CHICAGO – Imagine being in a car crash, lying unconscious and bleeding in an ambulance. With no blood on board, paramedics give you an experimental substitute, but even at the hospital, you get fake blood for several hours before doctors try the real thing.
Medical ethicists say a study that is doing just that on hundreds of trauma patients without their consent should be halted.
It's a renewed attack on research that began in 2004 after Northfield Laboratories got federal approval for its study of the blood substitute Polyheme.
Debate was reignited by a Wall Street Journal story last week that suggested the company tried to hide some crucial details about another blood substitute study back in 2000. The Journal reported that 10 heart surgery patients in that Polyheme experiment had heart attacks, while other patients given real blood did not.
The Evanston, Ill.-based company halted that study and hasn't published the full results, but Northfield Chairman Dr. Steven Gould says there were no attempts at secrecy.
Gould said Tuesday that Polyheme didn't cause the heart attacks or disproportionately more deaths. He said the study was stopped, not for safety concerns, but because enrollment was declining and the company wanted to focus on trauma research.
The current study should never have begun, said Nancy M.P. King, a University of North Carolina ethicist who co-authored articles for an ethics journal. She and colleagues wrote that real blood shouldn't be withheld from people who need it without their consent.
"There is a serious ethical flaw in this complicated and novel study," says the article to appear next week on the Web site of the American Journal of Bioethics.
Finding a viable blood substitute would revolutionize emergency medicine and could potentially save millions of lives. The idea is to create a product that works like human blood but could be carried in ambulances and given quickly to people of any blood type.
Baxter International Inc. halted research on its contender in 1998 when more than 20 patients given the substitute died.
Northfield now seeks to lead the race and says Polyheme fits the bill. It is made by extracting oxygen-carrying hemoglobin from human red blood cells. Unlike saline fluid, the standard pre-hospital trauma treatment, Polyheme has some of blood's tissue-nourishing properties, Northfield says.
The company's previous study — from 1998 to 2000 — involved hospitalized patients with defective heart arteries who consented to get Polyheme. Northfield's stock sank nearly 28 percent after the Wall Street Journal reported there were 10 heart attacks among Polyheme patients. Company stock rebounded later that day and closed up about 2 percent Wednesday, but that's still nearly 13 percent lower than before the report.
In the current study, which began in 2004, trauma victims get Polyheme or saline fluid on the way to the hospital. Once there, Polyheme treatment continues for up to 12 hours, while those on saline get blood transfusions.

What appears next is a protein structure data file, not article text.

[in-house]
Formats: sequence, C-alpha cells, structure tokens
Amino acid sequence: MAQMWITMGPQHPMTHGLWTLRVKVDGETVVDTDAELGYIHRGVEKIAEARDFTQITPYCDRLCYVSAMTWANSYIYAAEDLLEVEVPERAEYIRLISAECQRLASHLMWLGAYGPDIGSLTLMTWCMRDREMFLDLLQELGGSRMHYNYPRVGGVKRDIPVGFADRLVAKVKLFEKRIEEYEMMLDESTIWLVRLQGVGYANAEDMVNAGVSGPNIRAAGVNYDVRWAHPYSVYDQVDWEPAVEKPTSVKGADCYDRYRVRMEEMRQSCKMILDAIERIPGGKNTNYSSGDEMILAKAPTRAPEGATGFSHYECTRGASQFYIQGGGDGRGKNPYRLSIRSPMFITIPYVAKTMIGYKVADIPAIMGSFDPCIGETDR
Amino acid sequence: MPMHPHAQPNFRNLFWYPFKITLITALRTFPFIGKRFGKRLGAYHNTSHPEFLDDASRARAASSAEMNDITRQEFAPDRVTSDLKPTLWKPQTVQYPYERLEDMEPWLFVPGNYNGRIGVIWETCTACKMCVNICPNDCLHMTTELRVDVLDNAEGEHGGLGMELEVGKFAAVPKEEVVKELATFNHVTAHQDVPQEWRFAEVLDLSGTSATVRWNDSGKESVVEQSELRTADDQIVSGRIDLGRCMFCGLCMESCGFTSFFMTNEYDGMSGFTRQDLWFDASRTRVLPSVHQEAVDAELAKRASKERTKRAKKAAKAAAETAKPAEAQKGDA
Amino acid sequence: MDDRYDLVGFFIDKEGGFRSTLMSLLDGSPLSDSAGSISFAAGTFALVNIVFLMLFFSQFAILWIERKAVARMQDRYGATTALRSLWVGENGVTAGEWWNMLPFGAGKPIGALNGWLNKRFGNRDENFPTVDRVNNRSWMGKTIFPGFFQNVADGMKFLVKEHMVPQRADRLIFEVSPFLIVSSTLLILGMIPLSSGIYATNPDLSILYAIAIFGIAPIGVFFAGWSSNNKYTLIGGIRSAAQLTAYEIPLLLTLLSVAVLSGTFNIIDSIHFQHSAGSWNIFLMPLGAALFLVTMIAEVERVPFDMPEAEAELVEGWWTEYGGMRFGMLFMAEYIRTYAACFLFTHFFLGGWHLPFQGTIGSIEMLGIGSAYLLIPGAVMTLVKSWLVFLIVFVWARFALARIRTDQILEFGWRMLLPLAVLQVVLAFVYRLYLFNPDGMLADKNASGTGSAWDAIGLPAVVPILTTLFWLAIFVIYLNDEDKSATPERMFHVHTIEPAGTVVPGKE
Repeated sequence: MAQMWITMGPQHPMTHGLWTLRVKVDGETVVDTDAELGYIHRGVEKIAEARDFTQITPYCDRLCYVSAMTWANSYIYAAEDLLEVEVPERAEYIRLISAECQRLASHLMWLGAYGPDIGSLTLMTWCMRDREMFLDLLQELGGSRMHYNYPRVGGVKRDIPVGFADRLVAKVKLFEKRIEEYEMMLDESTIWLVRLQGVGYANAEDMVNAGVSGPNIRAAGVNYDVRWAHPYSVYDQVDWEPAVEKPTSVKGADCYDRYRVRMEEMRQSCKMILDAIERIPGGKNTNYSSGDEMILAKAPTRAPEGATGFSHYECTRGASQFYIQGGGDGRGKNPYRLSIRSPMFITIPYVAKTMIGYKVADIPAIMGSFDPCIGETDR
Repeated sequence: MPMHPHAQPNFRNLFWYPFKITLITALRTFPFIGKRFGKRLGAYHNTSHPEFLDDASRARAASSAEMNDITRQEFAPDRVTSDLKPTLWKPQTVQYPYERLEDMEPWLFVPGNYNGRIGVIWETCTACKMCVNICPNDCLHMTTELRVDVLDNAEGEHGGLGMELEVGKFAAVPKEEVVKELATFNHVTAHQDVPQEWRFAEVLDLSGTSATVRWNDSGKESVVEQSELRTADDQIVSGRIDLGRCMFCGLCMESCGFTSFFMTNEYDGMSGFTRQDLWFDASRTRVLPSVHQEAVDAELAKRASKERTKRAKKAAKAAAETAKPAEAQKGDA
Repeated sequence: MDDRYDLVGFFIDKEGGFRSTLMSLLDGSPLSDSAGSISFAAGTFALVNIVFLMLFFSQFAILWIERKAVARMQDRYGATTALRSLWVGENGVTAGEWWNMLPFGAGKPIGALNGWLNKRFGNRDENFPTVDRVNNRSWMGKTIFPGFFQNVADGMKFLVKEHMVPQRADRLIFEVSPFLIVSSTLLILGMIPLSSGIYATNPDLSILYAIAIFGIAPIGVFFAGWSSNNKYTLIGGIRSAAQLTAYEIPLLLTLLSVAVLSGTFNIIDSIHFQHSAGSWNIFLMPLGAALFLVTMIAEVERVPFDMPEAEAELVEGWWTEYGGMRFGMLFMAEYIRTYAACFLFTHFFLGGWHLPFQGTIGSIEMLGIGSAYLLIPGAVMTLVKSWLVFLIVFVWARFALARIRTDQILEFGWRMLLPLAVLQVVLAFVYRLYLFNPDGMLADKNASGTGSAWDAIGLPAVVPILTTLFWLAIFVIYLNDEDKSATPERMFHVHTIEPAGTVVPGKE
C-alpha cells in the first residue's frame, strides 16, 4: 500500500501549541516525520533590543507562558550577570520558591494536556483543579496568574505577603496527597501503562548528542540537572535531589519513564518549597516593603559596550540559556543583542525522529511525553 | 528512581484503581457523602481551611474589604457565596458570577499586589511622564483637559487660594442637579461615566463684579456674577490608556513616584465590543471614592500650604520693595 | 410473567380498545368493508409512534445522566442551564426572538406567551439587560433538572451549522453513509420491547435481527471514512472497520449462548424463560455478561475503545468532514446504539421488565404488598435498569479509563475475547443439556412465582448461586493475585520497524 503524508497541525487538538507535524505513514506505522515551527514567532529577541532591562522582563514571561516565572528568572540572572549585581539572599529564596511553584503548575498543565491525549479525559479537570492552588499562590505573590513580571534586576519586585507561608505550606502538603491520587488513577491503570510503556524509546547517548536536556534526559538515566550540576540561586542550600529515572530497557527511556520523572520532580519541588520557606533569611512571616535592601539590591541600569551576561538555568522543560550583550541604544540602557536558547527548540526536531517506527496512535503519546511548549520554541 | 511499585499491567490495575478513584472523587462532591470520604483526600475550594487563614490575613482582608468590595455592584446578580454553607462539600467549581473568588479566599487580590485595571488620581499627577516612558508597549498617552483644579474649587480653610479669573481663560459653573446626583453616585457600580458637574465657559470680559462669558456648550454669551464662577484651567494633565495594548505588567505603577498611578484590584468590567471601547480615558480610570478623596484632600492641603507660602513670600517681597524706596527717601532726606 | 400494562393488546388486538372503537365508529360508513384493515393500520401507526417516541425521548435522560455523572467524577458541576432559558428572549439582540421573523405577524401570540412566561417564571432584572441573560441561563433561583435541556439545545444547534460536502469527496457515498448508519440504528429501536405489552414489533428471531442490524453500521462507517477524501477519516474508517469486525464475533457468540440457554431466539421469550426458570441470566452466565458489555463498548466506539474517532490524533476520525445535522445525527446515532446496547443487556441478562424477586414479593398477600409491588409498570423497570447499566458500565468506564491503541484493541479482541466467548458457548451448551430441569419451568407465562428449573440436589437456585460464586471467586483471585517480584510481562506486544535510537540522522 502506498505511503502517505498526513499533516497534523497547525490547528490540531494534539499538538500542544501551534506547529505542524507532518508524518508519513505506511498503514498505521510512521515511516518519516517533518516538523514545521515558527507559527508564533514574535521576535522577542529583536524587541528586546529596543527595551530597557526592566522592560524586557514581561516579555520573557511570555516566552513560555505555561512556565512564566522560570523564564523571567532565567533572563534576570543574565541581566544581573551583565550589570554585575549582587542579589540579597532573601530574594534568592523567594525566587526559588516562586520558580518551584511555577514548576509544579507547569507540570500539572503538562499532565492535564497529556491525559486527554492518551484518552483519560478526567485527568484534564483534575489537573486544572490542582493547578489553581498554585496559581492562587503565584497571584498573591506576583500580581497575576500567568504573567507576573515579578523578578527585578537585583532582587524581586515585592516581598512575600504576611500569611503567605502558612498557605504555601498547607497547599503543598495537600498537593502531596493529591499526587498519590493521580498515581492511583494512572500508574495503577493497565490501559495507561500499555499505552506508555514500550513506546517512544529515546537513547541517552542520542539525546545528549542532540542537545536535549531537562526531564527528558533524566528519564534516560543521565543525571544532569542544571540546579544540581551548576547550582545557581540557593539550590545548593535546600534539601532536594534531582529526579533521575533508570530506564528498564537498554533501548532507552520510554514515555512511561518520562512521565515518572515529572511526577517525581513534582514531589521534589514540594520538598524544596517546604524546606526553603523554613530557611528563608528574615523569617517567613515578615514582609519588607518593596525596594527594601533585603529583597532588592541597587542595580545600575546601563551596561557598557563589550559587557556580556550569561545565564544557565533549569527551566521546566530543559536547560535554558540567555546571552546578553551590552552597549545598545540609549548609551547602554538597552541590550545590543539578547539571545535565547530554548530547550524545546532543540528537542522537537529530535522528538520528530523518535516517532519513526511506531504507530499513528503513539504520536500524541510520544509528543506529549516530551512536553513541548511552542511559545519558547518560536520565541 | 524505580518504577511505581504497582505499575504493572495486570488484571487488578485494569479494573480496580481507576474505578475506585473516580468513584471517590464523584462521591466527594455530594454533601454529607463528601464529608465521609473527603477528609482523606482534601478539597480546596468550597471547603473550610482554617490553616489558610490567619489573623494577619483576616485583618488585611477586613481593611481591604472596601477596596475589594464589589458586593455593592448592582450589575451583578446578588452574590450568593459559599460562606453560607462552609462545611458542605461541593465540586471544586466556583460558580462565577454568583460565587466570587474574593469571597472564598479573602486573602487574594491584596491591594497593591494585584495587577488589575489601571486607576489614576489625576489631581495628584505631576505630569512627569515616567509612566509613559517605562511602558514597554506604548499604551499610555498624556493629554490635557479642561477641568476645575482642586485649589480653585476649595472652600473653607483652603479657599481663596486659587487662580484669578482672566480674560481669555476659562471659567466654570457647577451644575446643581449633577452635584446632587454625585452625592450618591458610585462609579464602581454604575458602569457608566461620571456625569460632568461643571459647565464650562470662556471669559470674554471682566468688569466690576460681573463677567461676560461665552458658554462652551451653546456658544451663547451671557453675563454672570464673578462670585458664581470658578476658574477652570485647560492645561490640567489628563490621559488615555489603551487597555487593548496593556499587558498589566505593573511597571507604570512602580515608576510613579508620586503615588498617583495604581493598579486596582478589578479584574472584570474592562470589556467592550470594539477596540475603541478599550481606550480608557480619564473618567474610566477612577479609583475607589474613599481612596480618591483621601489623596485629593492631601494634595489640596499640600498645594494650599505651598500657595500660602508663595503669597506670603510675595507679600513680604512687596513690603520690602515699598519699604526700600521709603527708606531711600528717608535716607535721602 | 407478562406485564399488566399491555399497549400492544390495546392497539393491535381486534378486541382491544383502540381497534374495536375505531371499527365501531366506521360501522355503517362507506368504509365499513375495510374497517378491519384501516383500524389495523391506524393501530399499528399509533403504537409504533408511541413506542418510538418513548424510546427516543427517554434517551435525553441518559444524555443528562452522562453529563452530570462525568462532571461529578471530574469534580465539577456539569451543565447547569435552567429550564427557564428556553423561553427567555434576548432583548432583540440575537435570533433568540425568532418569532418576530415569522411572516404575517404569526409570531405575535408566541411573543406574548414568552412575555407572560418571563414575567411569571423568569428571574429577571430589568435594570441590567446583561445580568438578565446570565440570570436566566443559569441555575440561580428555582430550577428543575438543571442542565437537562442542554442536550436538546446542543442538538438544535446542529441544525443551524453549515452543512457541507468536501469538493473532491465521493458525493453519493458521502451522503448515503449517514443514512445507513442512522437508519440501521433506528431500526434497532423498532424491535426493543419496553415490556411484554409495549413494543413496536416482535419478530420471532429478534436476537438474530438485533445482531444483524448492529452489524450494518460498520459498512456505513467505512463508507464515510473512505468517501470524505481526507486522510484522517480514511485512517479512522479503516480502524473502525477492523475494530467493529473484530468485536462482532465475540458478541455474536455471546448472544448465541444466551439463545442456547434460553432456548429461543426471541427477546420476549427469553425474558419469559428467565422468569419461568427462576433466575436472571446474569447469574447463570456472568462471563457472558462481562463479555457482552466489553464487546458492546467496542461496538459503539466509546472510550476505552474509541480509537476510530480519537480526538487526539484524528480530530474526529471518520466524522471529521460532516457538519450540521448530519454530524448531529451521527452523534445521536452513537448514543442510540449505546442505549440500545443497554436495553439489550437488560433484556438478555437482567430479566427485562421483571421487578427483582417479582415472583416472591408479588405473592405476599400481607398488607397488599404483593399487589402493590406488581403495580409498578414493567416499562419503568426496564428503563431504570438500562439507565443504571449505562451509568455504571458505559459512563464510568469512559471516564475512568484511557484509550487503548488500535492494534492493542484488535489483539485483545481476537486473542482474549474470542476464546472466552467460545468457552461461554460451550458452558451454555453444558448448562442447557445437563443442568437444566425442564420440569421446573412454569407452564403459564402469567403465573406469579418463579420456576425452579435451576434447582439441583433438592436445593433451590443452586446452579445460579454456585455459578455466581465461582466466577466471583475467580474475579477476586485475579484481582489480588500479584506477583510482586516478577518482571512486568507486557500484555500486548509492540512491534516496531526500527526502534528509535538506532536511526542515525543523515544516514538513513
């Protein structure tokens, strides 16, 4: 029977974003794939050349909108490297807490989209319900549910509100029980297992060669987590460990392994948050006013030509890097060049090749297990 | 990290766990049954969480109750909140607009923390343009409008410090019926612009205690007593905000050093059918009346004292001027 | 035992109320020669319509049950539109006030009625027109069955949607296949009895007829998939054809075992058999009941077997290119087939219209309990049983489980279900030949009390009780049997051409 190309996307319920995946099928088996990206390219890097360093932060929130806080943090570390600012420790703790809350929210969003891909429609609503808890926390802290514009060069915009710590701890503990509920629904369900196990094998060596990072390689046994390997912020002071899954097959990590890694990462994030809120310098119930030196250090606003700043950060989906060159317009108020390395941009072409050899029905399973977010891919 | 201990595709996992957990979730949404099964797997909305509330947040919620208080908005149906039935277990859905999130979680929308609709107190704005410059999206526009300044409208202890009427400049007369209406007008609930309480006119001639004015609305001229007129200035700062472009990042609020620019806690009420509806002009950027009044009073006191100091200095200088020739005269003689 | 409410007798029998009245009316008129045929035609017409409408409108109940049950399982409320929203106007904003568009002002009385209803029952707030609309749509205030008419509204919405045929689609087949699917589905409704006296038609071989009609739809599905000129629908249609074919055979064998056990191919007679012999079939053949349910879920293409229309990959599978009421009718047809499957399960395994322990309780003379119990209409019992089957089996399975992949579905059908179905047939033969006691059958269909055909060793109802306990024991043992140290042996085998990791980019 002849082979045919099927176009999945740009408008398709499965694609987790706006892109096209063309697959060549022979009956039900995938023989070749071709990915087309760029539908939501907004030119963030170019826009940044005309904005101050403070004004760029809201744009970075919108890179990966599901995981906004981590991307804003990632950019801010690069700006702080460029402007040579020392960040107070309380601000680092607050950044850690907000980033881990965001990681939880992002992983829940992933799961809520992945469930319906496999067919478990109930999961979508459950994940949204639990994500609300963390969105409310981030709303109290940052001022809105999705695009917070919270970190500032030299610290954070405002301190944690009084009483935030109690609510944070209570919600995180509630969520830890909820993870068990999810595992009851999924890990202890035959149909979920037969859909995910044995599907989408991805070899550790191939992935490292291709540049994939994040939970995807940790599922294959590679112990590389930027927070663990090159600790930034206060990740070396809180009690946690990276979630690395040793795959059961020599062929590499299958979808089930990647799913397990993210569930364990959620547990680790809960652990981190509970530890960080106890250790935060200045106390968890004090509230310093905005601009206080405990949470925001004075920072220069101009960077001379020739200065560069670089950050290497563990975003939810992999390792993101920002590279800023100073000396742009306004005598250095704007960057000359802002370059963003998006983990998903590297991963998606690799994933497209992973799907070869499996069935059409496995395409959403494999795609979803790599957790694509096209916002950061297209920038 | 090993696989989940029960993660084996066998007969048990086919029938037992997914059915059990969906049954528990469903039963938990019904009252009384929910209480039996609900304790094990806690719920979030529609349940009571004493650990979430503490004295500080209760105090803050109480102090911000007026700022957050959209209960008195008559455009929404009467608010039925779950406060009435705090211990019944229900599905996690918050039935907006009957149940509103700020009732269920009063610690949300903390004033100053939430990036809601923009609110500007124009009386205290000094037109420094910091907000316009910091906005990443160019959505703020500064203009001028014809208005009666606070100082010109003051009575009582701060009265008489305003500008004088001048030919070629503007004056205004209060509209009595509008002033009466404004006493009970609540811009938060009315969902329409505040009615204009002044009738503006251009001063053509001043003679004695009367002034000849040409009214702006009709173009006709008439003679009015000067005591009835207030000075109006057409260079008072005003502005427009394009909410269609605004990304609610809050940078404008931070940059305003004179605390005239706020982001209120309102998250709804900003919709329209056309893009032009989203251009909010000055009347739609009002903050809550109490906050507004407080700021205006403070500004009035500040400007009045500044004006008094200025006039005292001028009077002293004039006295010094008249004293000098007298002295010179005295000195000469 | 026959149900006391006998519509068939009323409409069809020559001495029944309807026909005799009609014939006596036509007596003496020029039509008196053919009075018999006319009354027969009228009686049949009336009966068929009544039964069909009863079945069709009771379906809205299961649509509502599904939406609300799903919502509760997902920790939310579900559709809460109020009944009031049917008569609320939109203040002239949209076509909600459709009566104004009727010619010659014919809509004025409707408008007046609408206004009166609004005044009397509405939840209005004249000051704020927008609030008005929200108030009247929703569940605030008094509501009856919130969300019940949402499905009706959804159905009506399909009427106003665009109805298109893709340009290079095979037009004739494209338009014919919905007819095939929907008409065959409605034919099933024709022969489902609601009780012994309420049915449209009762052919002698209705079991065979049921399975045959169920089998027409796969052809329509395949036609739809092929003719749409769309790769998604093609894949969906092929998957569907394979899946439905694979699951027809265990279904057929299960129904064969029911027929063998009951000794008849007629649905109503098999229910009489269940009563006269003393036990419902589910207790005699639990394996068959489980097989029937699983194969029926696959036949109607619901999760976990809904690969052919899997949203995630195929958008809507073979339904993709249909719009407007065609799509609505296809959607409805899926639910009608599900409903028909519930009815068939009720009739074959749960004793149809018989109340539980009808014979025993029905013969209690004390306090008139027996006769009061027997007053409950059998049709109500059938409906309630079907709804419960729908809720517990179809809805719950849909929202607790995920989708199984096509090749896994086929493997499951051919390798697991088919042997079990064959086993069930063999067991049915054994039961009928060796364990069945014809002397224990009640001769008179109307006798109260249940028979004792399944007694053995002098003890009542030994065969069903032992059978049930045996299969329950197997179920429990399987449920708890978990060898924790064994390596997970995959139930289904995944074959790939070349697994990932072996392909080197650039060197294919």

More than 600 patients at 31 trauma centers in 18 states are enrolled in the study, and preliminary results are expected later this year.
The ethicists say the problem with the study is when the patients arrive at the hospital. Testing Polyheme against blood should be done separately in patients who can give consent or who have family members who can consent, wrote King and University of Hawaii ethicist Ken Kipnis and Philadelphia anesthesiologist Dr. Robert Nelson.
Kipnis said if the hospital phase can't be eliminated, the whole study should be suspended.
Some hospitalized patients inevitably will die because of their injuries, but they will have died "while being denied an available treatment (blood transfusions)," the authors wrote.
A separate journal essay by Duke University ethicist Karla FC Holloway says the study, in mostly urban hospitals, disproportionately exposes minorities to questionable science.
The trauma study was approved under a federal "informed consent" exemption that applies to emergency research. It requires community briefings in which residents can opt out — in this case by getting plastic hospital-style bracelets in case they are injured and unconscious.
But King says community briefings have not made it clear that patients will get experimental treatment and not blood transfusions for several hours even while in the hospital. Many briefings also did not mention the previous Polyheme study, and withholding that information was unethical, the ethicists said.
King noted that in January, Northfield sued to keep a weekly San Diego newspaper from publishing information about the trauma study, arguing that publication would unfairly reveal trade secrets.
"So much about this trial is secret because the FDA doesn't release information to the public about products that are being developed by commercial sponsors," King said.
Gould dismissed concerns about ethics and secrecy and said periodic reviews by an independent monitor have deemed the trauma study fit to proceed.
A Northfield spokeswoman said a survey of 12 study sites found that more than 2,000 people had requested "opt out" bracelets, mostly for religious reasons. Also, 11 of the 600-plus patients dropped out during the study's hospital phase, she said.